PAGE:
# Domino and Square Tilings

How many ways can you tile a (1 x n) board with (1 x 1) squares and (1 x 2) dominoes?

Let's see…
A (1 x 1) board can only be tiled 1 way.
A (1 x 2) board can be tiled 2 ways: either two squares or one domino.
A (1 x 3) board can be tiled 3 ways: three squares, or a domino-square, or a square-domino.
A (1 x 4) board can be tiled 5 ways…

Hey, they are all  numbers! These are numbers you get when you start a sequence 0 and 1 and generate the next sequence member by adding the previous two numbers: i.e., 0, 1, 1, 2, 3, 5, 8, …

Presentation Suggestions:
Draw ctures, and have students count the number of s themselves.

The Math Behind the Fact:
The Fibonacci property can be seen by conditioning on whether the first tile is a square or domino: the number of tilings where the first tile is a square is the number of ways to tile the remaining (n-1)-length board, and the number of tilings where the first tile is a domino is the number of ways to tile the remaining (n-2)-length board. A generalization of this idea can be used to develop combinatorial interpretations for many “Gibonacci” identities (recurrences in which the first terms are not necessarily 1 and 1); see the Benjamin-Quinn-Su reference for more on this.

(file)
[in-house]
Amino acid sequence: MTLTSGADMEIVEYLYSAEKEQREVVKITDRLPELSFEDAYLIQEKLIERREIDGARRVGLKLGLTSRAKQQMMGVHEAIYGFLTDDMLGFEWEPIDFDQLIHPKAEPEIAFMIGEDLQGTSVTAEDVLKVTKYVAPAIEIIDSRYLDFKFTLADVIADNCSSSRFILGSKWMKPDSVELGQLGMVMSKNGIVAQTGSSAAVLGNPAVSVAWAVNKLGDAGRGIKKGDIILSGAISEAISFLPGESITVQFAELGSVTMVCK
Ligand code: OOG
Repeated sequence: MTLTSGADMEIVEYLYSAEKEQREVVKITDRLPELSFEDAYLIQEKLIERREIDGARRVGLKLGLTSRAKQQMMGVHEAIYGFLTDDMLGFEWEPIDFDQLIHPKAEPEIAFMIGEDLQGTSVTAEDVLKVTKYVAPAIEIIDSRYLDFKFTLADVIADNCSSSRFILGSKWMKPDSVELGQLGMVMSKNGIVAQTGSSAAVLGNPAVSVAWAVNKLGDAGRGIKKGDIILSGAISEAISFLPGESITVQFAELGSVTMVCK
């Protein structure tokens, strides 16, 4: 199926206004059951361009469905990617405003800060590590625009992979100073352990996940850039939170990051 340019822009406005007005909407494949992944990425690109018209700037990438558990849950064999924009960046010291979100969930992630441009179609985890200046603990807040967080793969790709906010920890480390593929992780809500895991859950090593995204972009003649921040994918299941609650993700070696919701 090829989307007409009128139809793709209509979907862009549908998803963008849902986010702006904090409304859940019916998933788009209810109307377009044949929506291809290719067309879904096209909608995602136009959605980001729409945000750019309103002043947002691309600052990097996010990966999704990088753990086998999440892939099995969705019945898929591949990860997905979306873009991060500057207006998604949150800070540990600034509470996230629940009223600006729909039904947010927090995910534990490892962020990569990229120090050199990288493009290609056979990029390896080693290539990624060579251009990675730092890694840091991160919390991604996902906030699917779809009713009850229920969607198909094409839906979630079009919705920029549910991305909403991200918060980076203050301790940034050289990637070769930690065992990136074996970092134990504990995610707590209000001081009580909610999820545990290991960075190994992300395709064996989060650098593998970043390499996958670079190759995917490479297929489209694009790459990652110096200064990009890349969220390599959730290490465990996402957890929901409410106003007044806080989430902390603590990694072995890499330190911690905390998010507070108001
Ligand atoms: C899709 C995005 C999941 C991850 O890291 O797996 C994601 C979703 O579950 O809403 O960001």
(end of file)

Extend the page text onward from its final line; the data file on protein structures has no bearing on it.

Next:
An alternate generalization asks how many ways to tile an (m x n) board with dominoes; note that the (2 x n) case is equivalent to tiling a (1 x n) board with squares and dominoes. See the Graham-Knuth-Patashnik reference.

generalizations can be found in the Brigham-Caron-Chinn-Grimaldi reference. If you like this Fun Fact, you'll like all the stuff that is in the Benjamin-Quinn book in the references.

Su, Francis E., et al. “Domino and Square Tilings.” Math Fun Facts.

References:
A. Benjamin, J. Quinn, and F. Su, “Phased Tilings and Generalized Fibonacci Identities”, Fibonacci Quarterly, 2000.
Brigham, Caron, Chinn and Grimaldi, “A Tiling Scheme for the Fibonacci Numbers”, J. Recreational Math, 28(1), 1996-7, pp. 10-17.
Graham, Knuth, Patashnik, Concrete Mathematics, Section 7.1. Benjamin and Quinn, Proofs that Really Count

Fun Fact suggested by:
Arthur Benjamin

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